Wednesday, December 1, 2010

Biological Anthropology Section's statement to the AAA Executive Board

Many thanks to the executive board of the Biological Anthropology Section of the AAA for officially expressing the widely-shared concern about the new wording of the AAA Statement of Purpose.

Karen Strier, the new chair of the BAS, sent an email to the BAS membership to let us know of this statement and made some great, results-oriented suggestions to increase the profile of biological anthropology within AAA. With permission, I share the email here for BANDITs who do not belong to BAS:

Dear BAS Members,

I am writing as the new Chair of BAS, having just replaced Darna Dufour, who deserves recognition and appreciation for her service as BAS Chair these past two years. I had been expecting to slowly ease into the job at the close of the AAA meetings in New Orleans, but alas, the news about the AAA Executive Board's (EB) revisions to the Mission Statement hit my desk right after I returned from the meetings and, well, here we are.

Briefly, for those who haven't seen any of the emails or blogs, the concerns pertain to the revised rewording in the AAA's mission statement from the long range planning committee. The revision excludes the word "science," which we think sends the wrong message about anthropology in general and the place of biology in it, in particular. The revision also refocuses the emphasis from being about advancing "anthropology as the science that studies humankind..." to be about advancing "the public understanding of humankind.".

I am writing to assure you that the Executive Committee of the BAS is among the many representatives from many sections that are challenging these revisions. Our message to the President and EB of the AAA has been submitted, and a copy of it has been posted on the BAS website.

We are confident that the AAA statement will be re-evaluated and subsequently revised as a result of the objections it has generated. Therefore, I hope that you will all stand by BAS during this time. It is especially important that we have the strength of our membership numbers behind our voice right now.

This is also an opportune moment to encourage you to increase your participation in BAS and the overall presence of Biological Anthropologists in the AAA. Here are a few of the ways you can do this:

1. Nominate worthy books for the 2011 W.W. Howells Book Award.

Deadline is Feb 1, 2011; nominations should be sent to Sara Stinson:

2. Organize a session or volunteer a paper or poster presentation at the 2011 AAA meetings, which will be in Montreal. Deadlines for abstracts are in the early spring; watch for the call from AAA.

3. If you are a student or know an eligible student, consider entering in the 2011 BAS Student Prize competition when it is announced.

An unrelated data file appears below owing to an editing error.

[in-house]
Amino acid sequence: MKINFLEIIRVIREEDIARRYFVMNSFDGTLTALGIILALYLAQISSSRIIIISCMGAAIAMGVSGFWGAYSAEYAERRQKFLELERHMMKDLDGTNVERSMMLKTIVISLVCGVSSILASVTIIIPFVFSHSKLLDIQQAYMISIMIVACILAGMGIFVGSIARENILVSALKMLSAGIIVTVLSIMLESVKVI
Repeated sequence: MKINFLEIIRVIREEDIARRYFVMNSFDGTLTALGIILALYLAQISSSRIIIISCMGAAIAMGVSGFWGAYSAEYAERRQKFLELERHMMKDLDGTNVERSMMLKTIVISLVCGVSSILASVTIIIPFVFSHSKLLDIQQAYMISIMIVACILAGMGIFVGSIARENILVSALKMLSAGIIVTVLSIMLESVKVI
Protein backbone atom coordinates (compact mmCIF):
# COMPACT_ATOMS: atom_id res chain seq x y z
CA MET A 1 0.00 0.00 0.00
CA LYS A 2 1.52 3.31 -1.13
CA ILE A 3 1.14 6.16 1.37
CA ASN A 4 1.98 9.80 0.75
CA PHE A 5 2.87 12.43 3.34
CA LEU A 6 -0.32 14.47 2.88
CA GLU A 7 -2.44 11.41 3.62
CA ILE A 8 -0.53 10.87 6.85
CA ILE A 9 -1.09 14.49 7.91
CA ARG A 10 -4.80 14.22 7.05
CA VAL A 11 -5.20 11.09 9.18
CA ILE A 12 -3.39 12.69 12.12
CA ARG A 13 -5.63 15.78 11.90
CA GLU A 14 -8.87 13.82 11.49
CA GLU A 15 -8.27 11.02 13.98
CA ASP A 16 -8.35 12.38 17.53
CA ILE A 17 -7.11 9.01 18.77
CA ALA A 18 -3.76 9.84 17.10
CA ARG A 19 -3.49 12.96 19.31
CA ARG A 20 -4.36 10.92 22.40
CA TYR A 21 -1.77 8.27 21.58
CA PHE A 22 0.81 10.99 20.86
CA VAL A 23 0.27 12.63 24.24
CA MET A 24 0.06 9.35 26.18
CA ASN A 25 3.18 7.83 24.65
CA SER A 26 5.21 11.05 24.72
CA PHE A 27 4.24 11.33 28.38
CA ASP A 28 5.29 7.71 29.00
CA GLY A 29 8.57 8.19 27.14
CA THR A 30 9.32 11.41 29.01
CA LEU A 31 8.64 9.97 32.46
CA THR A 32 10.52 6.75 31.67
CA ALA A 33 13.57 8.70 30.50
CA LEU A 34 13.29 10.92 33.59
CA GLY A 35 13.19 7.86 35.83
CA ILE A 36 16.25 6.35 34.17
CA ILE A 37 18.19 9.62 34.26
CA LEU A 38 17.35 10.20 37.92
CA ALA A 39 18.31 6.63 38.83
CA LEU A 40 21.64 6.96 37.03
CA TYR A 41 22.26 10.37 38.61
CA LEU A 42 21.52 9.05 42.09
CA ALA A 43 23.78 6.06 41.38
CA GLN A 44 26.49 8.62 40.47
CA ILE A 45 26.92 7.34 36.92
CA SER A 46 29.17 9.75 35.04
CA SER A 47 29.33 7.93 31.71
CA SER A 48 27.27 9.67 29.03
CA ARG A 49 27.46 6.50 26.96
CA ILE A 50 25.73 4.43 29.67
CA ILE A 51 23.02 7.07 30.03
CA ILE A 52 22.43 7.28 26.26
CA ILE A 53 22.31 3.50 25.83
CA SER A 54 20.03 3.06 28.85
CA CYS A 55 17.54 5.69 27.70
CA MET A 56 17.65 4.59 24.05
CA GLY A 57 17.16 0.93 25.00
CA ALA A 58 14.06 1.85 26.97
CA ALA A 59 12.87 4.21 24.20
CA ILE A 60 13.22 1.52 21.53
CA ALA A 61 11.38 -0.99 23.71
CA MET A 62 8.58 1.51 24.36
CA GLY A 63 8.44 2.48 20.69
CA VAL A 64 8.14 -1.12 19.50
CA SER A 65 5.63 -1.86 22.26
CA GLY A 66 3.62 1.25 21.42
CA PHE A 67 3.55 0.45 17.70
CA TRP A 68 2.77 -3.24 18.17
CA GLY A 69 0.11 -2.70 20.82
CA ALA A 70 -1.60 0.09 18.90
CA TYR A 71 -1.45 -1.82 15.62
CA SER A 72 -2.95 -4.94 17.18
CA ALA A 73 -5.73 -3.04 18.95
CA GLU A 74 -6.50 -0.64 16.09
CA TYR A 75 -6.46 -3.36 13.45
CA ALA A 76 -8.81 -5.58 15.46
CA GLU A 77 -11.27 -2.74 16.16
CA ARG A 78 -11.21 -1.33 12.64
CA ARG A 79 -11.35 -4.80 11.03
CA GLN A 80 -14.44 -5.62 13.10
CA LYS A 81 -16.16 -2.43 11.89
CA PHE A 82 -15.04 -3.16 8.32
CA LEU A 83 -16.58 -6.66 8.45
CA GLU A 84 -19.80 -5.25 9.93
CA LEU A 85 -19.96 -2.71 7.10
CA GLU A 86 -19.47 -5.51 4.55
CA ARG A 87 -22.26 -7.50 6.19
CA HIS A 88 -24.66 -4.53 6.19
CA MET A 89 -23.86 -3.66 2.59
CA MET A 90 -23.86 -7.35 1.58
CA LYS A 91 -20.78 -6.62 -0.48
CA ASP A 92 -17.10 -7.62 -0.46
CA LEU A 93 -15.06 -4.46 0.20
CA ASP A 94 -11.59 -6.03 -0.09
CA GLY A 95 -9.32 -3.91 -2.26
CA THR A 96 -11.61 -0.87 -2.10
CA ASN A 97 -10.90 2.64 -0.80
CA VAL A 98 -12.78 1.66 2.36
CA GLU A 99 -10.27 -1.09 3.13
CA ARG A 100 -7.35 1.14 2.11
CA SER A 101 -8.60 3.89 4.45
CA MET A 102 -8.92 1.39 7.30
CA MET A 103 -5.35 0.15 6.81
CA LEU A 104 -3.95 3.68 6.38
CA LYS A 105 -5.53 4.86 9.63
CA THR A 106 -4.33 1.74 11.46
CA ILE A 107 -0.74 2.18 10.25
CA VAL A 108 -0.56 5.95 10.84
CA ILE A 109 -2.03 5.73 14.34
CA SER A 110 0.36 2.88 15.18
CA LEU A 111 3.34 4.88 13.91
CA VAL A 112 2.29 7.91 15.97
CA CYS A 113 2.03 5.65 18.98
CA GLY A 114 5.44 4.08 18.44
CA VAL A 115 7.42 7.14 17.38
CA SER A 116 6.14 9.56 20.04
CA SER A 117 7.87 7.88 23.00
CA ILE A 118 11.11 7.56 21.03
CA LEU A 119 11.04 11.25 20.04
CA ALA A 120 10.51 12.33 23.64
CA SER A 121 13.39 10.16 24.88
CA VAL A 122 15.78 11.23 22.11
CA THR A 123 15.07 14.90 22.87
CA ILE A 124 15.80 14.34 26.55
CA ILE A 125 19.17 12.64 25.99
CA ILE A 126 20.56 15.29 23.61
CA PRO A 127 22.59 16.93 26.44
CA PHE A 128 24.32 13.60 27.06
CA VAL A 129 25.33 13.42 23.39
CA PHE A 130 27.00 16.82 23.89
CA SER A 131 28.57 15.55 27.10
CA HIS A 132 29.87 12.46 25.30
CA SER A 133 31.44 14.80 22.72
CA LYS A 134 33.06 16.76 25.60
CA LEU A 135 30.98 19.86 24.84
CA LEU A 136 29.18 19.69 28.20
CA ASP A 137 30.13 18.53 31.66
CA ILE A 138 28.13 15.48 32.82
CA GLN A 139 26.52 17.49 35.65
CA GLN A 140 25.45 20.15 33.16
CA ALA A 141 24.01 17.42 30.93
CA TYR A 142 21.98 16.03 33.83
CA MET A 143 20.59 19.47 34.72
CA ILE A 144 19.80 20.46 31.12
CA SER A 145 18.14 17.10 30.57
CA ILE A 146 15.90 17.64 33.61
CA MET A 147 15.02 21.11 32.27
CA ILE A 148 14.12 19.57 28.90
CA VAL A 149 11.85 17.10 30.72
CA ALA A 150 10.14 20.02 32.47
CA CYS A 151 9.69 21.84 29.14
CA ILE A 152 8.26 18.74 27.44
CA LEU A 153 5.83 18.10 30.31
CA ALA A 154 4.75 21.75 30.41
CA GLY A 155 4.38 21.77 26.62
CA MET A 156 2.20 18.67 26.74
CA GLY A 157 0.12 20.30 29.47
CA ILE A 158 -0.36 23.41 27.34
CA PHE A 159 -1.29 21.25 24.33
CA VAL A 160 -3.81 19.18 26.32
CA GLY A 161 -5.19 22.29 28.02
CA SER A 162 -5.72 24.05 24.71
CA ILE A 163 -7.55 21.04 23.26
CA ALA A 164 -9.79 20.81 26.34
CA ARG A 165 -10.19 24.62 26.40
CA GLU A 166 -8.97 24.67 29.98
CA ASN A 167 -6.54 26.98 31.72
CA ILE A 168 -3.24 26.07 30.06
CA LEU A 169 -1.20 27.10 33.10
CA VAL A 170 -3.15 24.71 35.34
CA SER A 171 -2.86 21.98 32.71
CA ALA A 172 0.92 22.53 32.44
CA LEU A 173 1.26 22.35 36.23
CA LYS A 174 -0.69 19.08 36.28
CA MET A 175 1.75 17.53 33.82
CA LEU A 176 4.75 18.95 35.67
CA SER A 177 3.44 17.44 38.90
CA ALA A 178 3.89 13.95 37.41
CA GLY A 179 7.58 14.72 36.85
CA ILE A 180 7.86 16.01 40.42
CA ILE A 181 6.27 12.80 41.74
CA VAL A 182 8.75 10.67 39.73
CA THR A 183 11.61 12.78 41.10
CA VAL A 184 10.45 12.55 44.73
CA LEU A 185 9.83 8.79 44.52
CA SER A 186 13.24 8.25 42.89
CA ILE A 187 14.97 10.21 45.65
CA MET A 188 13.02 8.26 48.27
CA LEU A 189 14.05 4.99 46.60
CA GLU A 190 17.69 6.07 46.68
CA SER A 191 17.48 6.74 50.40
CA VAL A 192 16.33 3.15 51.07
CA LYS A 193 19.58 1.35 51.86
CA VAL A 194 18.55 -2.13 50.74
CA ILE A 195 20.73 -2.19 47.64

4. Vote in our upcoming BAS election. We are preparing a slate of amazing candidates for the 2011 elections.

5. Self-nominate, or tell someone else that you would like to be nominated, for future BAS positions and/or committees of the AAA. The more representation we have on the latter, the more we can shape the Association to represent ourselves.

6. Attend the 2011 AAA meetings. Our 2011 Distinguished Lecture will be given by Jonathan Marks.

7. Send any news you may have for publication in AnthroNews to the BAS Newsletter editor, Virginia Vitzthum:

8. Send any news or updates (e.g., field schools, summer programs, etc.) for the BAS website to our webmaster, Kate Pechenkina:

More information about BAS activities can be found at our website. We are in the process of updating the website, so please be patient. If you can't find what you're looking for, please let us know.

Thanks to all of you for your continuing support of BAS.

Best wishes,

Karen Strier

Chair, BAS


  1. Montreal sounds like a great place for some primatological trouble making!!!!

  2. Thanks for all your coverage! Just added this one to the list - a great addition.

  3. Thank you for posting this -- it really gives me hope that the statement will get changed after the 2011 meetings. I hope the BAS and other sections mobilize around that goal.

  4. Thanks Anonymous! I think there is very exciting potential for discussion and change as a result of these actions. I'm hoping that the "kerfuffle" actually encourages biological anthropologists to participate in the upcoming AAA meetings. Submit symposia both with other bio types and across fields. Go to talks far outside your comfort zone to challenge your thinking about sociocultural research. Attend the BAS business meetings. I think there's a way to turn this into a renaissance of sorts.

  5. Julienne, I think you make a great point here. Part of me wants to flee from the AAA after this mission statement, and I certainly don't have the money/time to invest in yet another conference... but at the same time I think there is something to be said for us making the effort to, as you put it, re-invest our time and try to increase our presence at the AAAs. I hope this conversation continues, online and in our departments, in the coming months, and maybe at the AAPAs we can actually all talk in person about it.

  6. One idea that came up in my session at AAA was a joint AAPA/AAA symposium on biocultural and international research. I know someone who is brainstorming this idea and will let you know as I learn more. But something like this could be an explicit way to forge a link between the two associations without requiring attendance at both meetings.